Pro Tem is the Bilingual Newspaper of Glendon College. Founded in 1962, it is York University’s oldest student-run publication, and Ontario’s first bilingual newspaper. All content is produced and edited by students, for students.


Pro Tem est le journal bilingue du Collège Glendon. Ayant été fondé en 1962, nous sommes la publication la plus ancienne de l’Université York ainsi que le premier journal bilingue en Ontario. Tout le contenu est produit et édité par les étudiants, pour les étudiants.

John Kemp’s Kitchen: Paella

John Kemp’s Kitchen: Paella

As some of you may know, I’m down in the beautiful and exotic country of Costa Rica this week. During my time here, I’ve been trekking through the rainforests and climbing volcanoes, drinking what’s said to be some of the world’s best coffee, and sunbathing my days away, developing a lobster-red sunburn which I’m telling myself will turn into a beautiful caramel tan.

Gastronomically, what I’ve thoroughly enjoyed in Costa Rica has been the surprisingly wide array of food options. Apparently the Costa Ricans are big fans of Italian and Chinese cuisines, lining even their least touristy streets with trattorias and Chinese food joints. However, a dish that they come by at least a little more honestly also seems to be all the rage here: paella.

Paella (pie-AY-ah) is a Spanish dish from the city of Valencia which is comprised mainly of rice and is actually a type of pilau. It usually features some sort of protein (chicken and rabbit are common), beans, tomato, and a variety of seasonings. It’s made traditionally in a large pan called—you guessed it—a paella, which helps the rice and other ingredients to cook evenly and allows the moisture to evaporate so that the rice doesn’t become one big starchy clump.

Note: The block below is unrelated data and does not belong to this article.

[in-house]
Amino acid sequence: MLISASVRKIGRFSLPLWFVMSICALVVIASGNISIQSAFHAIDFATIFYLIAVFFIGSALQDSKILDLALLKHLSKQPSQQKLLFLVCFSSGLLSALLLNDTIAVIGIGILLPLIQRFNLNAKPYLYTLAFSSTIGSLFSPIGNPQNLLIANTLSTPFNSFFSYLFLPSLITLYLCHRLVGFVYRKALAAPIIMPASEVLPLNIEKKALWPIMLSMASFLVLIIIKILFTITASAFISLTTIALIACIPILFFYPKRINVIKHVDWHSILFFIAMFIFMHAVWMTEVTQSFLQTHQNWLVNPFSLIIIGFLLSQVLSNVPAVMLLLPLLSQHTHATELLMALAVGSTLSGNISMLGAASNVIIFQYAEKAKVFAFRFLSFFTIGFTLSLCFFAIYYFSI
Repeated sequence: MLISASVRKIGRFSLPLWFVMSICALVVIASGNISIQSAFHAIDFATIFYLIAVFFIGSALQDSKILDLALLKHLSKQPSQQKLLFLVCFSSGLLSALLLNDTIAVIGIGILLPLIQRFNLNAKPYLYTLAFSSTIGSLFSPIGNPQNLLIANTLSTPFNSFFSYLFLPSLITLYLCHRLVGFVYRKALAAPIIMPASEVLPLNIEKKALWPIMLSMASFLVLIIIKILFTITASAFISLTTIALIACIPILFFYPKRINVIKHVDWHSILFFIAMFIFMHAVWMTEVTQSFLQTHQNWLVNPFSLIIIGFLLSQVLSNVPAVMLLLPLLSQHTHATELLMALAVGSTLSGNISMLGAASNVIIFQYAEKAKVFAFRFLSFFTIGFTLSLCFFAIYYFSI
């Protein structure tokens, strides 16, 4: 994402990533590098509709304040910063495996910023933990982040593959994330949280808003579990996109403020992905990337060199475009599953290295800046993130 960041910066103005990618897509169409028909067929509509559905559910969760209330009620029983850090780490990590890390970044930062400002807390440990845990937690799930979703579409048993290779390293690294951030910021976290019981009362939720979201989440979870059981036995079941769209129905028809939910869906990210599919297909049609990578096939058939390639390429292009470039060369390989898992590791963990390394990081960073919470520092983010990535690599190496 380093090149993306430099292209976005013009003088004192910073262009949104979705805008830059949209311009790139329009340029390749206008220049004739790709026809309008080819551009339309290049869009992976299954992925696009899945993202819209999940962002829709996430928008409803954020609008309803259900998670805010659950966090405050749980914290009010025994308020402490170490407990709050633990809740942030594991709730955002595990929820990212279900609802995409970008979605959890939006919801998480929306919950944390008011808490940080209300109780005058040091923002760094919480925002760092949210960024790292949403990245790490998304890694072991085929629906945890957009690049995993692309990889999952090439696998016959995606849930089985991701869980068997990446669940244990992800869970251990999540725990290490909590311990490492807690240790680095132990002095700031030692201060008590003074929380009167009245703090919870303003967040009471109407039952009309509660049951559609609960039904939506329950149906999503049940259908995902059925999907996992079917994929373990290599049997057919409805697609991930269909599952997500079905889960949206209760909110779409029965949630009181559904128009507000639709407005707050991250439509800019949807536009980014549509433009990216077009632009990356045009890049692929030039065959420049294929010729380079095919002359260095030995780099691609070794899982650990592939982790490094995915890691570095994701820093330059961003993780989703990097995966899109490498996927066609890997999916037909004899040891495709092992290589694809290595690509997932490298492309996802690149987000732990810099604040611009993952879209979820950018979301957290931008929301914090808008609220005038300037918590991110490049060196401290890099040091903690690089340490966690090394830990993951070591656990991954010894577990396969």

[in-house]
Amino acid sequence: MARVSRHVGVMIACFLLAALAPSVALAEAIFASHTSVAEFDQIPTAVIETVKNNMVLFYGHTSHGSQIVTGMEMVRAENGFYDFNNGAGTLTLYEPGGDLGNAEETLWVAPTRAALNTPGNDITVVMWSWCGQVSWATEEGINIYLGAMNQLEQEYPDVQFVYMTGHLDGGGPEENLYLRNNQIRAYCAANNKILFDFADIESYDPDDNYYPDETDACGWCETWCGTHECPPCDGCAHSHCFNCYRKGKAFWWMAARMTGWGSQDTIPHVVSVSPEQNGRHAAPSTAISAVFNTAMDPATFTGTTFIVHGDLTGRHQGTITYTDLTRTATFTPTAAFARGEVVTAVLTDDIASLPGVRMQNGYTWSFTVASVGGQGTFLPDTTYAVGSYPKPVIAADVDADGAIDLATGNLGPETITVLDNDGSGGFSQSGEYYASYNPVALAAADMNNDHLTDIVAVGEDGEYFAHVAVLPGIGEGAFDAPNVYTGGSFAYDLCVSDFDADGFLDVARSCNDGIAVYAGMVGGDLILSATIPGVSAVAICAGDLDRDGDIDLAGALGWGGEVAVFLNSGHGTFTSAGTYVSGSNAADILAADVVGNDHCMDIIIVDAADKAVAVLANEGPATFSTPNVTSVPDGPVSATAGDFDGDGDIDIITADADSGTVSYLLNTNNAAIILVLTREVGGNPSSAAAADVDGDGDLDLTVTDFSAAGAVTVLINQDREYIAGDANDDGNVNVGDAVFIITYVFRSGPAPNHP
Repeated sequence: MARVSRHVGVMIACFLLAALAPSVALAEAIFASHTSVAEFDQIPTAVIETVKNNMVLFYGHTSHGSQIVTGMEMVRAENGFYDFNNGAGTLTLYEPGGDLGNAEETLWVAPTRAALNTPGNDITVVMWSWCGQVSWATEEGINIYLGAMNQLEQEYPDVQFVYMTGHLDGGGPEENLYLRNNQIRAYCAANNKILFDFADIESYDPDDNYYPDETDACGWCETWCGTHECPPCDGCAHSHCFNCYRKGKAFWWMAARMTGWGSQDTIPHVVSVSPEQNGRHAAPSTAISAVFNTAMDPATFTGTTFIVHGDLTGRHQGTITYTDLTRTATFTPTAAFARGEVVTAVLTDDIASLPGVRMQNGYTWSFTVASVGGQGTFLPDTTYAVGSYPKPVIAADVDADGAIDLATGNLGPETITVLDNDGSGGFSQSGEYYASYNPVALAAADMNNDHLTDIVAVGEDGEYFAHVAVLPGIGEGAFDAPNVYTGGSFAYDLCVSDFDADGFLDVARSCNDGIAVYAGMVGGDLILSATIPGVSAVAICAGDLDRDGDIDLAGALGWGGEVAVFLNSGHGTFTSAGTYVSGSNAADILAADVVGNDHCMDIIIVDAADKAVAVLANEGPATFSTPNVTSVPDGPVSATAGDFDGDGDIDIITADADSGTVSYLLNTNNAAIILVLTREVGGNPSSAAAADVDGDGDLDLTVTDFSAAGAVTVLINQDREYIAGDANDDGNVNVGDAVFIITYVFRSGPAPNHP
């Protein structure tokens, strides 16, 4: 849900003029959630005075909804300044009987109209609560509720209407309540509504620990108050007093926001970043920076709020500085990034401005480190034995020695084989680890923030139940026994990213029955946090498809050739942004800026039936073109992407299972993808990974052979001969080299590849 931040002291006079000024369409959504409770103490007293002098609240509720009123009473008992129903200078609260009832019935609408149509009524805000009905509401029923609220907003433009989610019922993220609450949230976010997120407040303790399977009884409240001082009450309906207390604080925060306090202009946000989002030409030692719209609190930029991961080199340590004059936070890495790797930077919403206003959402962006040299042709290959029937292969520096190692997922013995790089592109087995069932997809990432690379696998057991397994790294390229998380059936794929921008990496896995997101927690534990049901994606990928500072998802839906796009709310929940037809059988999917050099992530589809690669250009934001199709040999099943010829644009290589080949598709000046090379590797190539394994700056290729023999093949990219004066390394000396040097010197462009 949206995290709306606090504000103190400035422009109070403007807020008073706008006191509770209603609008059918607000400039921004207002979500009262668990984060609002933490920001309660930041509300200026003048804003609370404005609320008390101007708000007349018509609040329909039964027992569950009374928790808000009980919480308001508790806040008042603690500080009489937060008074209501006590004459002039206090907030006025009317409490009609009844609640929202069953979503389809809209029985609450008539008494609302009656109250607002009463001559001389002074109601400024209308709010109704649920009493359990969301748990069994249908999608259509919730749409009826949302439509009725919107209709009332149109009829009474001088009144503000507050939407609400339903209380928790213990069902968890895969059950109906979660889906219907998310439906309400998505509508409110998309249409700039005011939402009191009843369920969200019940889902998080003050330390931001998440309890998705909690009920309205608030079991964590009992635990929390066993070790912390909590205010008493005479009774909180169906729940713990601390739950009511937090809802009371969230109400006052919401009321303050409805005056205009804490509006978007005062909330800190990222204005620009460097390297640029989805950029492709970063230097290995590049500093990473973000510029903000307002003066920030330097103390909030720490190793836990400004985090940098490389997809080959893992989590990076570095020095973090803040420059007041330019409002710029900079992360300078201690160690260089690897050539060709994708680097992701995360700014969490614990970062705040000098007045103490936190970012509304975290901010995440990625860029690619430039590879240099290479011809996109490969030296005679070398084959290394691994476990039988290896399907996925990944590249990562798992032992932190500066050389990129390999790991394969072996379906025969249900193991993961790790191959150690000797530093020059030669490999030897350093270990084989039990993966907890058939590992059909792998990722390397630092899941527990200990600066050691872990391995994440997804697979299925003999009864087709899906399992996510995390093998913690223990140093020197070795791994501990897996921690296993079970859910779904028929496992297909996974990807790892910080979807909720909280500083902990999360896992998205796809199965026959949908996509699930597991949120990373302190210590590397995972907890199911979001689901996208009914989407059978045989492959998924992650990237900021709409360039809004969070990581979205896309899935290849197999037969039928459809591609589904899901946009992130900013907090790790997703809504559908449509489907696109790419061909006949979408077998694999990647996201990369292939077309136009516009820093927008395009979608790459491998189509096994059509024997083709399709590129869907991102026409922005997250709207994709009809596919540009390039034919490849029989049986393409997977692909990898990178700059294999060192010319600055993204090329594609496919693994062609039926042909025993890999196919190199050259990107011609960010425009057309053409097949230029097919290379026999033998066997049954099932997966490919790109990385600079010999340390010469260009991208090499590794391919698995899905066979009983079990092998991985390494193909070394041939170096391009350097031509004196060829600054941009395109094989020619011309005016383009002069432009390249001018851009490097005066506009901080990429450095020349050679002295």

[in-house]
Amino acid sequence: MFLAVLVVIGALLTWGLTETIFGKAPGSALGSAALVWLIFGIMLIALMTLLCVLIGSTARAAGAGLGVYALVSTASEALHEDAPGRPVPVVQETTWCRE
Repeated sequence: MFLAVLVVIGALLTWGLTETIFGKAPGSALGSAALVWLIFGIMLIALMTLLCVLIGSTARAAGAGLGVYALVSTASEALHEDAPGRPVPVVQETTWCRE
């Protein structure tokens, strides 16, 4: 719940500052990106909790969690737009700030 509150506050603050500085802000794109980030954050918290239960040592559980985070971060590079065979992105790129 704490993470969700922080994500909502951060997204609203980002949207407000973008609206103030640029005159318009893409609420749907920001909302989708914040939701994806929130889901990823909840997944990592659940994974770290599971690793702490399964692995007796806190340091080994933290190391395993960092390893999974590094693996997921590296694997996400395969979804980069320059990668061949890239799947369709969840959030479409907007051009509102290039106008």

Paella has become quite popular even in the U.S. and Canada in recent years and for that reason I thought I’d share with you a recipe I’ve used a number of times when I’ve wanted to make the dish myself. This recipe has been adapted from

Paella Valenciana


  • 500 g. Rabbit

  • 500 g. bone-in chicken breast

  • 2.5 cups extra virgin olive oil

  • 1 tomato, diced

  • 200 g. green beans

  • 200 g. lima beans

  • 2 cloves garlic, minced

  • 1 large onion, diced

  • 1 large red bell pepper, sliced

  • 500 g. short-grain rice

  • 1.5 litres chicken stock

  • 1 sprig fresh rosemary

  • 1 large pinch saffron

  • 10 pre-boiled snails

  • Salt to taste


  1. In a very large pan (use a paella if available), heat the oil until it thins. When heated, add the chicken and rabbit.

  2. Cook the meat, turning it over as needed to develop a golden colour.

  3. Add the tomato, the beans, onion, garlic, and bell pepper and continue to stir. When they are well-fried, add the stock and rosemary and allow to cook.

  4. When the mixture boils, add the rice, snails, and saffron. Remove the rosemary sprig and cook, stirring only as needed.

  5. After about 10-15 minutes of cooking, decrease the heat and allow to cook for another 10-15 minutes. Add salt to taste.

  6. Once the liquid has been absorbed, allow the paella to stand, covered with tin foil.


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